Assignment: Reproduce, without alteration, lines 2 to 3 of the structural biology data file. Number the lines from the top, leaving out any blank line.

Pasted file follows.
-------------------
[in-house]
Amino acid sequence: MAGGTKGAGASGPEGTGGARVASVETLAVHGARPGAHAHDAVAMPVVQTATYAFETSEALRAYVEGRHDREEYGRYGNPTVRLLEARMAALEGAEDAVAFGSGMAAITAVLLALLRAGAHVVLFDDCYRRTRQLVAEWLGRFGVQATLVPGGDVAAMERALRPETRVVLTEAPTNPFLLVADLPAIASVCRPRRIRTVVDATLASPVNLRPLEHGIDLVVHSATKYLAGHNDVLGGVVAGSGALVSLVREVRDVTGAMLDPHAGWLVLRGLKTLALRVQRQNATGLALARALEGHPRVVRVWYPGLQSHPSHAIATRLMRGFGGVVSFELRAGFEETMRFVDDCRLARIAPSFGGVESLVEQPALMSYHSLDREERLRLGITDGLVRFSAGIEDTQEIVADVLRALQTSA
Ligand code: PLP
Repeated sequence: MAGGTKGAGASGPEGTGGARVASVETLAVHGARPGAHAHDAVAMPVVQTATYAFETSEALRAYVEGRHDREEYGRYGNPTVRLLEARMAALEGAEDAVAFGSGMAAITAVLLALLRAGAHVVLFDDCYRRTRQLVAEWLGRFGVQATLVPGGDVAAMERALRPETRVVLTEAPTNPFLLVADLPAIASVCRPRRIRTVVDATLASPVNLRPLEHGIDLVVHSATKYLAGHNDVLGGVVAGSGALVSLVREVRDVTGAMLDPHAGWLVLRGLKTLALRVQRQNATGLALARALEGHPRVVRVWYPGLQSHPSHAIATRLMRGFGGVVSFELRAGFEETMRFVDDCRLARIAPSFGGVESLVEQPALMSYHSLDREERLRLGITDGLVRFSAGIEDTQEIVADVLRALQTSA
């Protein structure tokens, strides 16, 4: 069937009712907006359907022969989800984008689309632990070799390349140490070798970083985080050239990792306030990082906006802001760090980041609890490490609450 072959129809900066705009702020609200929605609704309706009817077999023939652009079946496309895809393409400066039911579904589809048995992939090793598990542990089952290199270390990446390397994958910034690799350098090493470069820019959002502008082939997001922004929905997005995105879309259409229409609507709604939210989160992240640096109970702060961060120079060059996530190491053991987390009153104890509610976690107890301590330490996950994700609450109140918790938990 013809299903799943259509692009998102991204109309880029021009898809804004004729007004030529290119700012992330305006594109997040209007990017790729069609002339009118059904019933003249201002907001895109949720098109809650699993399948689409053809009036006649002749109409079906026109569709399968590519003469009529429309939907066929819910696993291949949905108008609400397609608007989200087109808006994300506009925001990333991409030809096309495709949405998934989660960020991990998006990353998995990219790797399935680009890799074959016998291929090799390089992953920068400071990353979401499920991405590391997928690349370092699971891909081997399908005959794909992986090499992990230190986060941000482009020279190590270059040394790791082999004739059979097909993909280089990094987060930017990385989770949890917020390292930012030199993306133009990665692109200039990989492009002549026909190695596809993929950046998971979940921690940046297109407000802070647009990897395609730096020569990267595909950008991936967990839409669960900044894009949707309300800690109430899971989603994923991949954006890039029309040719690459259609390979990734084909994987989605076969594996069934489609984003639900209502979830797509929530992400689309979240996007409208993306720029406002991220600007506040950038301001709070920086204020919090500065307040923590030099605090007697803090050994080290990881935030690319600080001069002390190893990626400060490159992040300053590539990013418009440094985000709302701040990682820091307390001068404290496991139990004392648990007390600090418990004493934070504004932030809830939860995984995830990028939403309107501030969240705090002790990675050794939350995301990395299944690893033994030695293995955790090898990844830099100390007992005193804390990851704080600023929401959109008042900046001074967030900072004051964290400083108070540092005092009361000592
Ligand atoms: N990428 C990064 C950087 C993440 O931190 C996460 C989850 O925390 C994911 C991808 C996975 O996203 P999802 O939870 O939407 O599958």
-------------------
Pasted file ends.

Amino acid sequence: MAGGTKGAGASGPEGTGGARVASVETLAVHGARPGAHAHDAVAMPVVQTATYAFETSEALRAYVEGRHDREEYGRYGNPTVRLLEARMAALEGAEDAVAFGSGMAAITAVLLALLRAGAHVVLFDDCYRRTRQLVAEWLGRFGVQATLVPGGDVAAMERALRPETRVVLTEAPTNPFLLVADLPAIASVCRPRRIRTVVDATLASPVNLRPLEHGIDLVVHSATKYLAGHNDVLGGVVAGSGALVSLVREVRDVTGAMLDPHAGWLVLRGLKTLALRVQRQNATGLALARALEGHPRVVRVWYPGLQSHPSHAIATRLMRGFGGVVSFELRAGFEETMRFVDDCRLARIAPSFGGVESLVEQPALMSYHSLDREERLRLGITDGLVRFSAGIEDTQEIVADVLRALQTSA
Ligand code: PLP